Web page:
Solving a ‘flat-pack’ problem with out-of-the-box design

Serck Heat Exchange is an international heat transfer solutions provider, with over 100 years’ experience in industries such as marine, rail, oil and gas, nuclear, petrochemical, and beyond. The company’s UK Sales Manager, Steve Wright, shares a case study on the problems faced when heating & cooling batteries need replacing in confined spaces.

All text and images courtesy of Serck

Not all steam heater batteries are in easy-to-reach places, and when they need replacing, it creates a problem for engineers who need to carry out this work. Fortunately, the team at Serck put their heads together to produce an innovative solution

The challenge

The client, a healthcare facility located in a historic build-ing in one of the UK’s northern cities, was having trouble with part of their heating system. While the problem wasn’t hard to diagnose, implementing the solution would prove to be an interesting design challenge.
With service equipment updates and modifications over time, the only remaining access to this battery was through a small hatch, which was then too small to allow a completely new heater to be moved in and installed. Not unlike building a piece of flat-pack furniture in a room, then discovering when it’s time to move that it doesn’t fit back out again through the door! This issue comes up often, especially in historic buildings, where modern equipment has been installed gradually over the years in architecturally significant buildings. The equipment needs must be adapted to the site, not the other way around. The old heater could be dismantled and removed but getting a new heater in place without dismantling the rest of the site infrastructure would require some clever design work. The Serck team would need to create a unit that could be built in parts and assembled in situ to offer the same or better functionality as the previous single-piece unit.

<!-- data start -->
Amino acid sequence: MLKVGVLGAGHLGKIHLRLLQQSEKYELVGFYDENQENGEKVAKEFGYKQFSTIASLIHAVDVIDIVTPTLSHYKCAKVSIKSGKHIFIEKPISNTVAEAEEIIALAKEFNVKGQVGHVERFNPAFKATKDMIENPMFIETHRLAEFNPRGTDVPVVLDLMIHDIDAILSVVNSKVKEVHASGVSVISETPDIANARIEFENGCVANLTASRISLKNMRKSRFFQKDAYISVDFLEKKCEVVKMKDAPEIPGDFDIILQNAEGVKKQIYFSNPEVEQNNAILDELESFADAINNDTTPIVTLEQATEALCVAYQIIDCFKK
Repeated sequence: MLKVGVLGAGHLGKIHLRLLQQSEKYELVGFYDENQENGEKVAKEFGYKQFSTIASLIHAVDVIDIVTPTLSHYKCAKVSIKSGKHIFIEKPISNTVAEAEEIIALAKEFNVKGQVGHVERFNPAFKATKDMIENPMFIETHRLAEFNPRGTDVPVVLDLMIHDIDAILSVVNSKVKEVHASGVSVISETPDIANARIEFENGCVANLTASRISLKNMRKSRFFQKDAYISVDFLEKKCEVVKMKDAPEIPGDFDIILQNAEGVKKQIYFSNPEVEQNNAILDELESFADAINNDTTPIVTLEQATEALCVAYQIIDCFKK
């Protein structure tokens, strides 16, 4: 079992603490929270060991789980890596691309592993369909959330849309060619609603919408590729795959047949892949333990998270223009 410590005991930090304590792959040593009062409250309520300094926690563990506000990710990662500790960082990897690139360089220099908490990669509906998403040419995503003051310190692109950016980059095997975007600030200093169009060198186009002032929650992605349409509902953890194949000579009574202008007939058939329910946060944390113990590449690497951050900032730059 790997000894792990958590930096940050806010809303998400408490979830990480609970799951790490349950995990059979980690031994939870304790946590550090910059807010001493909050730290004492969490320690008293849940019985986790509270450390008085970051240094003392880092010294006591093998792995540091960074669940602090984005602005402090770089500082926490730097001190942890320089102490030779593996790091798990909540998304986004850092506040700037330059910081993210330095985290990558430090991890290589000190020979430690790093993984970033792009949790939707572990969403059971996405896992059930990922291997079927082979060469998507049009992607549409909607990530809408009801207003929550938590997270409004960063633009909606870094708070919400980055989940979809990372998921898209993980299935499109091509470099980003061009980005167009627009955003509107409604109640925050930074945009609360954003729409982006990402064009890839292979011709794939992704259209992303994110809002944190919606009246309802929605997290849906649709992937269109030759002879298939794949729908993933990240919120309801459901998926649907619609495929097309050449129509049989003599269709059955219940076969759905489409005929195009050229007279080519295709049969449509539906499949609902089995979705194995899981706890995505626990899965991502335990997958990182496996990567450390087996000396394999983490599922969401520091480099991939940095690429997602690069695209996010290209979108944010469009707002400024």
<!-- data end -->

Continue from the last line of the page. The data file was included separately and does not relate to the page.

The solution

Because this type of unit will always need future servicing, and to facilitate ease of repair, the team also put their heads together to come up with a way to ensure this access challenge won’t continue to be a problem in the future.
After a site survey, two separate coils were designed, built, and pressure-tested off-site to meet the client’s space and operating requirements. These were then moved to the site and brought in one at a time via the access hatch, then installed back into the unit with a galvanized support framework to allow removal of either coil when required.

The results

The client’s air handling unit functionality has been restored, and they now have the additional benefit of some redundancy built in. Rather than one singular unit in pieces, the team designed a modular system that could function as one unit for the full-service requirements under normal operating conditions. But they also ensured that each unit was connected with its own steam and condense supply, which allows some continuous heat from one coil if the other needs servicing.

About the Company
Serck provides specialist design, manufacture, installation, service, and global export of heat transfer technology across a range of sectors and geographies. Operational capabilities include industrial and marine heat exchangers, climate control and heat recovery products and efficiency coatings, as well as specialist, heavy-duty, high-performance, and heritage automotive radiators.

Previous articleGE secures an order from Kindle Energy
Next articleWhy aim for manufacturing sustainability?
Heat Exchanger World is a leading international magazine covering all aspects of the product supply chain of heat exchangers. Heat Exchanger World is part of the KCI Group of Companies. We are a leading knowledge, communication and information company connecting business-to-business professionals by building and sustaining global communities, solving their information needs and helping them to develop their professional life and friendships.